Our guest speaker Edgar Pombal, DevOps and Systems Administrator at Siemens, showed how his organization leverages Ansible playbooks for automating PKI tasks such as deployment, updates, hardening, testing, and monitoring. With its ease of use and preconfigured workflows, Ansible is a good choice for managing these tasks. The Siemens PKI serves many business lines including rail, manufacturing, and building management. As the number of certificates in use is rapidly increasing, automation is crucial.
As another way to enable the repeatable and scalable deployment, team members Sven Rajala, US Federal & East Coast Sales Engineer, and Alfredo Neira, Sr Director of Global Professional Services, showed how to deploy EJBCA and SignServer using Helm charts, which help define, install, and upgrade Kubernetes applications.
Hardening the software supply chain is a requirement today and Anton Hodell demonstrated how to secure cloud deployments with signed containers in a simple way using Cosign, Connaisseur and SignServer.
IoT identity management with Keyfactor Control as Azure Test Drive
Before your organization sets off on an IoT journey, it’s important that all aspects of the solution, from data collection to identity management, are tested in your own environment. With Keyfactor Control as a Test Drive from the Azure marketplace, you can try out IoT identity management connected to your application for free for 30 days, making it suitable for example for a proof of concept.
In another workshop, Keyfactor’s Harry Haramis, SVP of Cloud & SaaS Marketplaces, and Alex Gregory, VP of Marketplace Products, showed how to get the Keyfactor Control Test Drive up and running and tied into an existing Azure IoT tenant. The Test Drive provides the full functionality of Keyfactor Control and is connected to EJBCA as a Docker container for issuing certificates.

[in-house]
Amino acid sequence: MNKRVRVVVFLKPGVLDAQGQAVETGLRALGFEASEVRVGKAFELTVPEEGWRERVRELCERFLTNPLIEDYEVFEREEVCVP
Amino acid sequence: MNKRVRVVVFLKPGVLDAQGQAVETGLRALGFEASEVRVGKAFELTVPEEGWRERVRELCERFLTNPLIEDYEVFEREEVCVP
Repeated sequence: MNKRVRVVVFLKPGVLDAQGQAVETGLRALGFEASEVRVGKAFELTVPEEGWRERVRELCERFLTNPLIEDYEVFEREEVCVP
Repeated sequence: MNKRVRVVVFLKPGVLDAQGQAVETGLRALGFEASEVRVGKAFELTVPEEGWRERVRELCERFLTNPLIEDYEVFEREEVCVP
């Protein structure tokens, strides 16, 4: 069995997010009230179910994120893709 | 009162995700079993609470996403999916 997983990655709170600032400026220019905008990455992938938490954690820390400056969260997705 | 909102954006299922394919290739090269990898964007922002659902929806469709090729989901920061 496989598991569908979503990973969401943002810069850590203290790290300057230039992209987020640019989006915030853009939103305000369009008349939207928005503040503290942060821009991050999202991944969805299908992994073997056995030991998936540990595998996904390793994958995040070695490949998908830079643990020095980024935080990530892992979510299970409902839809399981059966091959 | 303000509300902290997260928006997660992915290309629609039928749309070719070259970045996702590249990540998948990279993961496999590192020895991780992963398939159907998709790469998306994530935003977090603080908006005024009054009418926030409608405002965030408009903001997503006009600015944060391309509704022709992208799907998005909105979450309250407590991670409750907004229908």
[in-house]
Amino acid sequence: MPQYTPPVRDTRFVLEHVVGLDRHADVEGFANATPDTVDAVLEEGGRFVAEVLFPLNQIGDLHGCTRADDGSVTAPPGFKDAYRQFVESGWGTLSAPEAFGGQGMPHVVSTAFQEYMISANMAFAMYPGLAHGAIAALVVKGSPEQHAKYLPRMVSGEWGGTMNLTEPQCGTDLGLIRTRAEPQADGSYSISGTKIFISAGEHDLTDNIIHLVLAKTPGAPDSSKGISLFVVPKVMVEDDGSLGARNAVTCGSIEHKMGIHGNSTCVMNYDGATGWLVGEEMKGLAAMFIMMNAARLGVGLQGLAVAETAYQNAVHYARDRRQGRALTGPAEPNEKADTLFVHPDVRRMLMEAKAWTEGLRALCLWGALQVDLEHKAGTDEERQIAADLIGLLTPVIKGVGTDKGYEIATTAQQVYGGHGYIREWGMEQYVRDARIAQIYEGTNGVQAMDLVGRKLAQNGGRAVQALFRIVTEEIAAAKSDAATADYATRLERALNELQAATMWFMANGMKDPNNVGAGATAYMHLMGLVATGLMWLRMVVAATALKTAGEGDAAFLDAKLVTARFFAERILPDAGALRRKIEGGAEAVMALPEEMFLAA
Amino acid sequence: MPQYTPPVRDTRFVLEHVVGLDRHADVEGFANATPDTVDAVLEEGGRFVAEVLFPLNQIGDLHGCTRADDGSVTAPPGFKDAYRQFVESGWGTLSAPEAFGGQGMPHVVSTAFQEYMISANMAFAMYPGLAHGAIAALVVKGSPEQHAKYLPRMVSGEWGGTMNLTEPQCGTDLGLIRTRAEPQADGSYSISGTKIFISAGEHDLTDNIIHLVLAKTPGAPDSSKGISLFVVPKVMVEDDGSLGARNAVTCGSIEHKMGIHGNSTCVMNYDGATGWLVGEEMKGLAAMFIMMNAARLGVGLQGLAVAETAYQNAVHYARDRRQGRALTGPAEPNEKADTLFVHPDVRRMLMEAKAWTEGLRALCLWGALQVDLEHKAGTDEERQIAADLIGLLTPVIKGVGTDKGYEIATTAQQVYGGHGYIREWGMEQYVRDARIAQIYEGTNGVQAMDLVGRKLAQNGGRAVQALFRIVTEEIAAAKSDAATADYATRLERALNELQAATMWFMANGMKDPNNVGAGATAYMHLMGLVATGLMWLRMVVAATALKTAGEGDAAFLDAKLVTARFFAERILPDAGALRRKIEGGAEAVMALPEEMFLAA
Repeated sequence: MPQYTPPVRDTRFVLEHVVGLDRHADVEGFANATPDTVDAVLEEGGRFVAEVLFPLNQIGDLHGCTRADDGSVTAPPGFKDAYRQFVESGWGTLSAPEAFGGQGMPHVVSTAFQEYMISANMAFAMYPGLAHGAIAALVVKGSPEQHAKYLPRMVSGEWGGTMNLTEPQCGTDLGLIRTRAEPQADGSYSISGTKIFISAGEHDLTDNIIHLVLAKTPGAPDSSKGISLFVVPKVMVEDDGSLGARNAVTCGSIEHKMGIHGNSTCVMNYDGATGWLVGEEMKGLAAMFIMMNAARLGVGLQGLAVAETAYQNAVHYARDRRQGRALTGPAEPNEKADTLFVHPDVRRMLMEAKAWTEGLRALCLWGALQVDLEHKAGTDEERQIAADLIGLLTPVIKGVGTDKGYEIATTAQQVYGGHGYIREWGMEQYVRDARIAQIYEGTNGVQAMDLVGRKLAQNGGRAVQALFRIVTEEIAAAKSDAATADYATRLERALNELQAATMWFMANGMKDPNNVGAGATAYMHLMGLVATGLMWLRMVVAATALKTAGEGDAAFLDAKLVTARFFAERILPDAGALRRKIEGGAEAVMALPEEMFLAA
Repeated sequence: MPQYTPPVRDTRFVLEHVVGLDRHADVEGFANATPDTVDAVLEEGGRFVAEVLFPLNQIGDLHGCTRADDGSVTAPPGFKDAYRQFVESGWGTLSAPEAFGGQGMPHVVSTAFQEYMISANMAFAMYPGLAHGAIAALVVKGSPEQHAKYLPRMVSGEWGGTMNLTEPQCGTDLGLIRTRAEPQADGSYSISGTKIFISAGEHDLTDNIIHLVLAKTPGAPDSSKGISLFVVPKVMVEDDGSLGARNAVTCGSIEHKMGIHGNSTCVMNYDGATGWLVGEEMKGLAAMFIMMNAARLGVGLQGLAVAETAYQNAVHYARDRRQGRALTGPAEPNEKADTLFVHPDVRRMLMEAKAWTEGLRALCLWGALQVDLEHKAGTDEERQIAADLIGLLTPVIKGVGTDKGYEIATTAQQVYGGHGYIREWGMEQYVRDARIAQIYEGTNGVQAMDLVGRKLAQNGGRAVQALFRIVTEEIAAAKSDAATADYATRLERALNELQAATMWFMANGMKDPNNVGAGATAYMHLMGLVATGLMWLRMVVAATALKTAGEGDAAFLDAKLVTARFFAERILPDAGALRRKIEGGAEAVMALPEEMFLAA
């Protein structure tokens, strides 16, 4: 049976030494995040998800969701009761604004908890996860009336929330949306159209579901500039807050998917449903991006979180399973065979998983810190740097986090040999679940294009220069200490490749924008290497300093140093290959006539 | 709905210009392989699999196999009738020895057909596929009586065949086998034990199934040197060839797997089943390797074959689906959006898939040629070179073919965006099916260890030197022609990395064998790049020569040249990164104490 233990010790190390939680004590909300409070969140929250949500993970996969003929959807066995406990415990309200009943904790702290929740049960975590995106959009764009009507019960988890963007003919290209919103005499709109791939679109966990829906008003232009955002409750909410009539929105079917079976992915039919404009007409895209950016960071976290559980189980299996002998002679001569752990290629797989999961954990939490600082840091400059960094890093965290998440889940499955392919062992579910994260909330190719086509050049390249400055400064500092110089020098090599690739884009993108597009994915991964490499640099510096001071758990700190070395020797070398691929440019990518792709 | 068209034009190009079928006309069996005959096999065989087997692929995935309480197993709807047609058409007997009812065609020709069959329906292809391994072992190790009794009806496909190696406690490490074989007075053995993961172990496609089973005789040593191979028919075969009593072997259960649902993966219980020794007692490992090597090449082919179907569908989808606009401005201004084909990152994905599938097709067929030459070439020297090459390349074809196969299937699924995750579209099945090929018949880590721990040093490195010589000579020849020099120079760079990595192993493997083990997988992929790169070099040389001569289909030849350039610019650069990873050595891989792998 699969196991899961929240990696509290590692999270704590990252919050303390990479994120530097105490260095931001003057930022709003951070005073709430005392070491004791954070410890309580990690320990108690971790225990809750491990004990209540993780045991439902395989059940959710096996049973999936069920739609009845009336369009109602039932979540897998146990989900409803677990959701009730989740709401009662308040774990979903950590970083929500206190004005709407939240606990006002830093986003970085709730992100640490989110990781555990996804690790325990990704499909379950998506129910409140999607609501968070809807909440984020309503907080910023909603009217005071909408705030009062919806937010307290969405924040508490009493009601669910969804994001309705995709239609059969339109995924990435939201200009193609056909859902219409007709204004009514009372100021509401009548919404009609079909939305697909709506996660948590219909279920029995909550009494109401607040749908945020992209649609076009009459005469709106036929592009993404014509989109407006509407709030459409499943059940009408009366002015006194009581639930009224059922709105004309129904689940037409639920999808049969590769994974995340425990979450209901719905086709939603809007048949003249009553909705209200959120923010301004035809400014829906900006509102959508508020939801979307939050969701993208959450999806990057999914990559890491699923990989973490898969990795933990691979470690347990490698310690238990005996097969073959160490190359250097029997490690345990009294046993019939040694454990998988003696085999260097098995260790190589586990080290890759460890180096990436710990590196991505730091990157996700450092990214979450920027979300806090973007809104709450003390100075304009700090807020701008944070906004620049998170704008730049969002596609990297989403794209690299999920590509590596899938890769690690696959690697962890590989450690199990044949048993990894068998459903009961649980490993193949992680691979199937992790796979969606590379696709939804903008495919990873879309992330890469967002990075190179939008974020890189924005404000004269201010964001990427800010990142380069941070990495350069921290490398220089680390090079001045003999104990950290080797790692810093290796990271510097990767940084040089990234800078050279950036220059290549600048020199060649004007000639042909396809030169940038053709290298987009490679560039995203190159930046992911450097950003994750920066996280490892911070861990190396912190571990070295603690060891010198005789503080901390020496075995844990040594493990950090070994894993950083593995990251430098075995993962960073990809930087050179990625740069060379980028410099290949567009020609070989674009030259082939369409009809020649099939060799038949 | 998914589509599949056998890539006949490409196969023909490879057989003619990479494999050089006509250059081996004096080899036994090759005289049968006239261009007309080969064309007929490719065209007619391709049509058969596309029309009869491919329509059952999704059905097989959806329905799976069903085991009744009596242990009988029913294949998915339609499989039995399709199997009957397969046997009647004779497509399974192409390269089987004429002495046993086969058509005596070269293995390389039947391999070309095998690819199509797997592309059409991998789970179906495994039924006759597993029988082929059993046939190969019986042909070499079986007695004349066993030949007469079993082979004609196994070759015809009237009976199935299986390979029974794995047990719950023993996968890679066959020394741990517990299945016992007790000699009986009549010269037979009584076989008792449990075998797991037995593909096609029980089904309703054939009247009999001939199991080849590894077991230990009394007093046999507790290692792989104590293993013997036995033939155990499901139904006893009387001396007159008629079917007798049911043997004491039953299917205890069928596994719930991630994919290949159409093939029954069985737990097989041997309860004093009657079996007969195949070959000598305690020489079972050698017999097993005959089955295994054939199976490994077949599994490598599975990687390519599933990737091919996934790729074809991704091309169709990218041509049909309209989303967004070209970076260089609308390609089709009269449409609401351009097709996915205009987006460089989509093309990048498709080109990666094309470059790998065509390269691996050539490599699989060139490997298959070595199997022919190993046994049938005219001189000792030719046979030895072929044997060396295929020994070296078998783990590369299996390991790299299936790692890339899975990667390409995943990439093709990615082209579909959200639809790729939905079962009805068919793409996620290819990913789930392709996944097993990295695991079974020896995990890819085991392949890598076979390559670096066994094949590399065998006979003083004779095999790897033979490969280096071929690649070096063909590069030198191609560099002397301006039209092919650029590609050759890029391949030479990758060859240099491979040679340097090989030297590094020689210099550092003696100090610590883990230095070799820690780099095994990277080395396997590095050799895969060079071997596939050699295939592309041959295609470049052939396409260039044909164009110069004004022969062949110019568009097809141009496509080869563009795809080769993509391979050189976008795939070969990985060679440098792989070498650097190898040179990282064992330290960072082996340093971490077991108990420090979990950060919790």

This setup provides central management of device identities, as well as secure provisioning and automation for your Azure IoT Hub. Another benefit is crypto agility – with one platform for managing all identities, any future changes of cryptographic algorithms can be performed at scale and without recalls.
Flexible Deployments and Post-Quantum Readiness in EJBCA and SignServer
The day ended with product-focused Q&A sessions around EJBCA and SignServer.
Mike Agrenius Kushner, Senior Product Architect, Henrik Sunmark, Product Owner, and I presented some features that are aiming to make life easier for users, like the Easy Rest Client for EJBCA, Docker deployment, automation with Ansible playbooks, and several integration possibilities.
As shown, EJBCA as well as SignServer can be deployed in several ways including hybrid cloud solutions, for example having certificate authorities (CAs) on-premises and validation authorities (VAs) in the cloud.
The post-quantum readiness theme continued in the product sessions with a couple of demos. For EJBCA, we presented how to use the NIST PQC candidates with certificates, in an easy-to-use manner the Bouncy Castle Kotlin API. And in the SignServer session with Magnus Normark, Product Manager, and Markus Kilås, Senior Product Architect, quantum-safety was covered as they demonstrated how to sign code with SignServer using the SPHINCS+ algorithm.
The evening continued with dinner and networking in the nice atmosphere at Berns.